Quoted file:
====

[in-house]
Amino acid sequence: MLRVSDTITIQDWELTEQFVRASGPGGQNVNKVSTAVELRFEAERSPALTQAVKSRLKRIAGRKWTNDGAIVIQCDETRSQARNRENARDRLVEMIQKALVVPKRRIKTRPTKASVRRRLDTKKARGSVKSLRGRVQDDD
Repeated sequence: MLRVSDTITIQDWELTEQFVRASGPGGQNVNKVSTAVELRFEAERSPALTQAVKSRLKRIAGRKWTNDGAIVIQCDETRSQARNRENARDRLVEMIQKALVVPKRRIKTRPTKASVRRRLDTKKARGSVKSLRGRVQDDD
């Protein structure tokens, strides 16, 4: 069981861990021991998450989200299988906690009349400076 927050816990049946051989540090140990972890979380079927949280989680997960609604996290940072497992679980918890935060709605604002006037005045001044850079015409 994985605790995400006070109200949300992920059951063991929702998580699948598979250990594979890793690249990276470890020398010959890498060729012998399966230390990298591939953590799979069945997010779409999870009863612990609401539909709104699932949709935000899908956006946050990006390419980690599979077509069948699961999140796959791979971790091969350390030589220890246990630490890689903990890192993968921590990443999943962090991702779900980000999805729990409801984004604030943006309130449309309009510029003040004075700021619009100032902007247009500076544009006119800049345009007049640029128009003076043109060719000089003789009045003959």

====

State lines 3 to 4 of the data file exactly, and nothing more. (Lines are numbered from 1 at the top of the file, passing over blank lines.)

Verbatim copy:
Repeated sequence: MLRVSDTITIQDWELTEQFVRASGPGGQNVNKVSTAVELRFEAERSPALTQAVKSRLKRIAGRKWTNDGAIVIQCDETRSQARNRENARDRLVEMIQKALVVPKRRIKTRPTKASVRRRLDTKKARGSVKSLRGRVQDDD
């Protein structure tokens, strides 16, 4: 069981861990021991998450989200299988906690009349400076 927050816990049946051989540090140990972890979380079927949280989680997960609604996290940072497992679980918890935060709605604002006037005045001044850079015409 994985605790995400006070109200949300992920059951063991929702998580699948598979250990594979890793690249990276470890020398010959890498060729012998399966230390990298591939953590799979069945997010779409999870009863612990609401539909709104699932949709935000899908956006946050990006390419980690599979077509069948699961999140796959791979971790091969350390030589220890246990630490890689903990890192993968921590990443999943962090991702779900980000999805729990409801984004604030943006309130449309309009510029003040004075700021619009100032902007247009500076544009006119800049345009007049640029128009003076043109060719000089003789009045003959």